Roof inspectors, construction project managers, surveyors, and farmers rely on aerial technology to provide images of crop damage, roof damage, terrain features, and vantage points that cannot be perceived from the ground. As drones become more widespread and multifunctional, drones are becoming practical tools across even more industries in a variety of ways. What follows is how drones are being leveraged across various industries to improve safety and efficiency.
Eye on Hazards
One look at the wildfires in the western United States and you begin to appreciate the improved safety of using drone imagery. After wildfires destroyed a large portion of Pateros, Washington, drones were able to enter areas inaccessible to insurance adjusters, firefighters and other personnel. The first post-fire images arrived via drones. Drones collected images and data that enabled insurance agents and real estate personnel to quickly view damage and begin assessments.
Not all drone images are quite as dramatic as post-wildfire scenes. Typical drone use is a bit more mundane. When professionals seek aerial images, they are looking for preventive data. They want to assess risk and potential hazards before accidents happen.
For instance, real estate agents interested in selling large acreages of undeveloped land collect better data from drone-captured aerial imagery than they can obtain from Google Earth or from a drive on the land's back roads.
When compared to on-the-ground efforts, the data captured via drones will be safer, up to date, possess greater detail, and the time spent gathering visual data and making assessments will decrease.
Construction crews will know if trees have fallen, roads are blocked, and even the type of terrain they are dealing with, all without having to deploy personnel on the ground. When crews do arrive on the ground they will know what to expect. Knowing what lies ahead of curves is one way to keep personnel and machinery intact and safe.
Building inspectors, particularly roof inspectors, know that keeping other people safe is risky business. If you are a roof inspector, then you have experienced steep grades, unruly slopes, damaged supports and poor traction. You have most likely inspected roofs after damage has occurred, when such inspections are most dangerous.
Now factor in other concerns, like damaged gutters and chimneys.. Drones have the capability to zoom in and record detailed information, which limits risk to both property and personnel. Inspections undertaken by Drones are a clear safety advantage compared to the traditional means. Seeing as roof inspections are one of the most dangerous jobs out there, it is no wonder people are turning to drones to conduct them.
Personnel and Cost Management
When it comes to personnel and budgets, the Minnesota Department of Transportation has a first-hand understanding of the value of drones. The agency conducted a study and advised that drones
...should be considered for routine inspections to improve the quality of the inspection by obtaining information and detail that may not be readily obtained without expensive access methods.
Other studies were performed by the Michigan DOT, with 17 other states also researching the efficacy of drone inspection programs for public infrastructure.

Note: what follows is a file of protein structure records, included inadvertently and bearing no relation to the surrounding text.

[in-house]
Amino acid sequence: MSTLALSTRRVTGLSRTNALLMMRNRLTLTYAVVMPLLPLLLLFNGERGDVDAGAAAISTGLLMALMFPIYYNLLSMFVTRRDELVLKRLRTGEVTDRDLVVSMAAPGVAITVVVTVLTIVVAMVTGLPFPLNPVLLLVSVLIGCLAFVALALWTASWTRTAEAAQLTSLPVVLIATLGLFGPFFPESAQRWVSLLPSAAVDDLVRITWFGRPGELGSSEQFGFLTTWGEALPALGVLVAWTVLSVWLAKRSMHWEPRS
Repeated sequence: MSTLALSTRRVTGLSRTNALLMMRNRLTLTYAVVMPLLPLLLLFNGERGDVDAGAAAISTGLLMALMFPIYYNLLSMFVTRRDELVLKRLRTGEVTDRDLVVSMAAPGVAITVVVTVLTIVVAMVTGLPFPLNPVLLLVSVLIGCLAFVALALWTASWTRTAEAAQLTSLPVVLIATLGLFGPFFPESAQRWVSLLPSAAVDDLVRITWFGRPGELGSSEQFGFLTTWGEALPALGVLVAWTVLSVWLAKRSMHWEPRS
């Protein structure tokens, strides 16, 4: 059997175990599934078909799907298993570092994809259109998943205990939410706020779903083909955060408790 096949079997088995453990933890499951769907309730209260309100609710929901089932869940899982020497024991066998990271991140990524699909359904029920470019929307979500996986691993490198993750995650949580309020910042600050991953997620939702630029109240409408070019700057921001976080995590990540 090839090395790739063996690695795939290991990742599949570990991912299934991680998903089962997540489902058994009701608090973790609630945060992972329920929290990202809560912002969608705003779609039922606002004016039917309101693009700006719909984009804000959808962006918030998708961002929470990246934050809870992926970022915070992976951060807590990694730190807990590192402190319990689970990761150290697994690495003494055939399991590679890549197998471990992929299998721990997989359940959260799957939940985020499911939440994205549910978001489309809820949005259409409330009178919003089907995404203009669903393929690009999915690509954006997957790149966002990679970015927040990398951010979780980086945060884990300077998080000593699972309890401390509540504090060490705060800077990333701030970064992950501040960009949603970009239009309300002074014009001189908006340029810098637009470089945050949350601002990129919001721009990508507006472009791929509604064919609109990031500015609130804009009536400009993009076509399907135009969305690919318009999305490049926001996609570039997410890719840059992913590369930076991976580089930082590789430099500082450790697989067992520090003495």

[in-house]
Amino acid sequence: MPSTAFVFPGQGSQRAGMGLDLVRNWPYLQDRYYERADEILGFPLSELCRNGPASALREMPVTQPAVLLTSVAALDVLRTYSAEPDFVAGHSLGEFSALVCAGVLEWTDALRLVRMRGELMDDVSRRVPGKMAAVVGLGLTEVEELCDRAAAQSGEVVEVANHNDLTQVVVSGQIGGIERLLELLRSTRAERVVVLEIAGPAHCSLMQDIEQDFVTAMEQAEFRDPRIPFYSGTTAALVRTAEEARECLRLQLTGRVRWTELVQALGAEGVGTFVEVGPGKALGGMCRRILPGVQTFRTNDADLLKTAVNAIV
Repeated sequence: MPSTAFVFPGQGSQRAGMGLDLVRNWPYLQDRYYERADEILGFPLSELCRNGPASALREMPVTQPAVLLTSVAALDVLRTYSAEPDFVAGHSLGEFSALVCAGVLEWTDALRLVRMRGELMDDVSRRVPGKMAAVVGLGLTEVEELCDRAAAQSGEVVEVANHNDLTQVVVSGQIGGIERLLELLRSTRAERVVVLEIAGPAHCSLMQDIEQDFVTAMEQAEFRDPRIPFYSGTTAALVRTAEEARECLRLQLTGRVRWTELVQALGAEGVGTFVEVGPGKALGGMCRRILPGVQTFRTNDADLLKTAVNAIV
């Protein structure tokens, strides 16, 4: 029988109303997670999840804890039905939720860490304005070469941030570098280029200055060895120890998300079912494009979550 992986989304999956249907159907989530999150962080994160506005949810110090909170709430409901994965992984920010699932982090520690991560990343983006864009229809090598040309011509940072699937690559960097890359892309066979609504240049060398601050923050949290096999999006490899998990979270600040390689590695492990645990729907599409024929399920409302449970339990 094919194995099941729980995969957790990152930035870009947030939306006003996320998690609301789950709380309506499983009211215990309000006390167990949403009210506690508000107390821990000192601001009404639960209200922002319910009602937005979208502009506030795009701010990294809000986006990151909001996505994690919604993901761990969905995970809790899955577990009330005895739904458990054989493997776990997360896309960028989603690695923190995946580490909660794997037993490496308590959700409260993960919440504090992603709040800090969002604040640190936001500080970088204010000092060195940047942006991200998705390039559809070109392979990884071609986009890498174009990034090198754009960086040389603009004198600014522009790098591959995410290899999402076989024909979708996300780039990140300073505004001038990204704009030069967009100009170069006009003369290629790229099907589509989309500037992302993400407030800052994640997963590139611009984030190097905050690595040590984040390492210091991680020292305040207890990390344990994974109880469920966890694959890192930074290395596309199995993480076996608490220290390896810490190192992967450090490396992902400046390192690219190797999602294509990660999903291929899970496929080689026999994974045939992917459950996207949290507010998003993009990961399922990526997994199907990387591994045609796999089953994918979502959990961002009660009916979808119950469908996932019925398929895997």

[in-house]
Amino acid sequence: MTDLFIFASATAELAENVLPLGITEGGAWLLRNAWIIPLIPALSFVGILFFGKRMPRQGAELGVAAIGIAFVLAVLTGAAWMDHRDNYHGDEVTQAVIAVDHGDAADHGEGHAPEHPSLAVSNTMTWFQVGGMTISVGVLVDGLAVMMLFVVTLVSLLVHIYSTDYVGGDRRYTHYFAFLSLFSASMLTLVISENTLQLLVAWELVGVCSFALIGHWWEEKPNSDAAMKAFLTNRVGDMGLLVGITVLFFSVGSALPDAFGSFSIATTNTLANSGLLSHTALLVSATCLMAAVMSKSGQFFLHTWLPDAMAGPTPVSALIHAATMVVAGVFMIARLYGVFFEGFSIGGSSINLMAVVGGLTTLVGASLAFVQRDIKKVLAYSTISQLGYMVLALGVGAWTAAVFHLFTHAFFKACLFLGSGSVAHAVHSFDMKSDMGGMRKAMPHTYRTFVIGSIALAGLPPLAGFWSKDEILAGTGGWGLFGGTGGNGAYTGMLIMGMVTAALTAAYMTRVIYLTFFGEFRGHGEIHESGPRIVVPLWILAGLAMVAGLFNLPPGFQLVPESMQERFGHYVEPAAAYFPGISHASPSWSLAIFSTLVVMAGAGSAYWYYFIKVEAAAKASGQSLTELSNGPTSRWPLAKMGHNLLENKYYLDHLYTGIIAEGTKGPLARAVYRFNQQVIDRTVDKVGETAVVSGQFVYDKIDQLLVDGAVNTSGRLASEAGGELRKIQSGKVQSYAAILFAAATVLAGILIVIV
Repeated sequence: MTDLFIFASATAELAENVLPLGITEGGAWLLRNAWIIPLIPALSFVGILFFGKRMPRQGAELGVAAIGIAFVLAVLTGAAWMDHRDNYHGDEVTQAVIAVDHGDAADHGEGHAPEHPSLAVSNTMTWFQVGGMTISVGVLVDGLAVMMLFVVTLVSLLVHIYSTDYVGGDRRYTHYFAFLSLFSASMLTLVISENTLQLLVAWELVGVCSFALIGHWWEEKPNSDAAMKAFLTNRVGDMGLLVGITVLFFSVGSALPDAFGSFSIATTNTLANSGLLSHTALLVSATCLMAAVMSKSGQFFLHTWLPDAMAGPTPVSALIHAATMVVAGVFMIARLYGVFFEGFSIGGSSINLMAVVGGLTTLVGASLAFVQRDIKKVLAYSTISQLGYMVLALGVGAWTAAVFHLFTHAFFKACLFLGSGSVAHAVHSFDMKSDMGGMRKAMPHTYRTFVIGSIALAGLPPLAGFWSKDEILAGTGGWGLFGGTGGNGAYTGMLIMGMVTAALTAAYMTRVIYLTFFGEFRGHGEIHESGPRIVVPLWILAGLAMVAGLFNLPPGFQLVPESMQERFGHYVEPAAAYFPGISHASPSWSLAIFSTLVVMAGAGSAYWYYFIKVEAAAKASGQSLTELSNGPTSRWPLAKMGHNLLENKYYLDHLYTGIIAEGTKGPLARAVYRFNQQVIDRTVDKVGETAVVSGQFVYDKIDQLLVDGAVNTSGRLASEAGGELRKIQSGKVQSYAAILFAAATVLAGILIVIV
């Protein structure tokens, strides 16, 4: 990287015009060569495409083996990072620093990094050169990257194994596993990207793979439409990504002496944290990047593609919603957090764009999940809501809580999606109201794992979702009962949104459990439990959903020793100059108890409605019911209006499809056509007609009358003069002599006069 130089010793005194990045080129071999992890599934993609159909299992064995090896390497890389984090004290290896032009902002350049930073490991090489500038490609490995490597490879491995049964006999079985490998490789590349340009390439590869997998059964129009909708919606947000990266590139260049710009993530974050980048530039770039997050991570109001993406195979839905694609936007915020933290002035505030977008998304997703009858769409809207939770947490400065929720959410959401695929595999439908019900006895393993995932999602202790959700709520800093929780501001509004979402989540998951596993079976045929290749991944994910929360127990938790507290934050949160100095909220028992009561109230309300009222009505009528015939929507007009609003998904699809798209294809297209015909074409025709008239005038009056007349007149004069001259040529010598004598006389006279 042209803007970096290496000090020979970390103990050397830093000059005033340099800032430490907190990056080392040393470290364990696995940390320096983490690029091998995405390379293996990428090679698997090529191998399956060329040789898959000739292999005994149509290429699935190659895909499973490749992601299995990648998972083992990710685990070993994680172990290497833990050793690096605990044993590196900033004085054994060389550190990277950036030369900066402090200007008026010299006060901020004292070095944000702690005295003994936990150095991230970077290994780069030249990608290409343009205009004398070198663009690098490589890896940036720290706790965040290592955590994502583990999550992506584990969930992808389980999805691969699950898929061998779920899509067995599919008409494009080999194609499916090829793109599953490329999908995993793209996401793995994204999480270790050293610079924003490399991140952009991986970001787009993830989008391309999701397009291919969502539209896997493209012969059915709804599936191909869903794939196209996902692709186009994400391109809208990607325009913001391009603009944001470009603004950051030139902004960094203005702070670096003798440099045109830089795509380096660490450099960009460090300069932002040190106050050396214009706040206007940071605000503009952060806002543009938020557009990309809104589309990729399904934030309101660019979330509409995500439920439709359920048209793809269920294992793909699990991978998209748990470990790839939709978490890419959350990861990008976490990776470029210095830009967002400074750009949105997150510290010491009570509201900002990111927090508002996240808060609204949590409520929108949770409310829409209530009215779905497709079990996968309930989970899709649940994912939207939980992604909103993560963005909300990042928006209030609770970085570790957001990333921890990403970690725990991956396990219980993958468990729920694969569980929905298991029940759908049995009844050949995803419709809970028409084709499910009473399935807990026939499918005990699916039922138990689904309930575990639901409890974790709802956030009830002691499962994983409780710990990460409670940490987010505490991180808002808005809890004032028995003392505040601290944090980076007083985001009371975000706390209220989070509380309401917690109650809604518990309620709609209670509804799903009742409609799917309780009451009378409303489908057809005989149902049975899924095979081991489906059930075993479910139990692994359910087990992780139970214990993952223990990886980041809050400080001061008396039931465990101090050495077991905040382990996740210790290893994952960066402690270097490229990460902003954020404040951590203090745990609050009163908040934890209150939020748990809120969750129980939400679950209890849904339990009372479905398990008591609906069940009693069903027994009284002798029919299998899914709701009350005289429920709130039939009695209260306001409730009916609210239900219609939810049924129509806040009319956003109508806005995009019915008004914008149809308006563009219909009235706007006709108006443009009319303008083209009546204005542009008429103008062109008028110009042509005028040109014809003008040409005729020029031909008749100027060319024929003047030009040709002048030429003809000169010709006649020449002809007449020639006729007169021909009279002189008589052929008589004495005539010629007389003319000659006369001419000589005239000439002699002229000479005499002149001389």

The Michigan DOT found that drone inspection saved on personnel time and the number of people required to perform safety inspections. In their case study, researchers found that while traditional on-the-ground bridge inspections required four people to complete eight hours of work, drone inspections required two people and two hours. And the savings? A typical $4600 expense dropped to $250.
The main take-away from these government supported drone studies: drones increase savings, in both fiscal and personnel terms.
While agriculture, real estate and construction are industries that highly benefit from drone footage, any industry or organization that requires access to hard-to-reach areas benefits from drone technology’s flexibility and cost-effectiveness.
For these reasons, humanitarian and government agencies are investigating UAV technology. This brings us back to natural disasters, like the fire in Pateros, Washington or even typhoons and hurricanes in coastal areas.
When people are cut off from medical supplies, or worse, if people are in a quarantine situation, it is essential for biological samples to be flown out and for medical supplies to be flown in. Drones have an advantage over other aircraft in that they don’t require a large landing zone or other preparations. This was proven during disasters like Typhoon Haiyan in the Philippines, when drones were used to provide aid.
In emerging areas, where infrastructure has yet to keep up with urban progress, or when terrain makes it impossible for traditional infrastructure to transport goods, established drone ports are a means to increase efficient distribution of needed materials. This isn’t a theoretical proposition. British architect Norman Foster is pursuing a drone port system in Rwanda, a rapidly growing African nation. He told The Guardian,
...The dearth of terrestrial infrastructure has a direct impact on the ability to deliver life-giving supplies, indeed where something as basic as blood is not always available for timely treatment. We require immediate bold, radical solutions.
His radical solution? Drone ports.
Although DroneBase isn’t involved in medical supply delivery and some of the other awesome cases above, we can help improve the efficiency and safety of many tasks. We’ve done hundreds of construction and real estate jobs, as well as work on inspections, surveying, and mapping.
Check out DroneBase.com or contact us at hello@DroneBase.com to learn how we can help you improve safety and efficiency.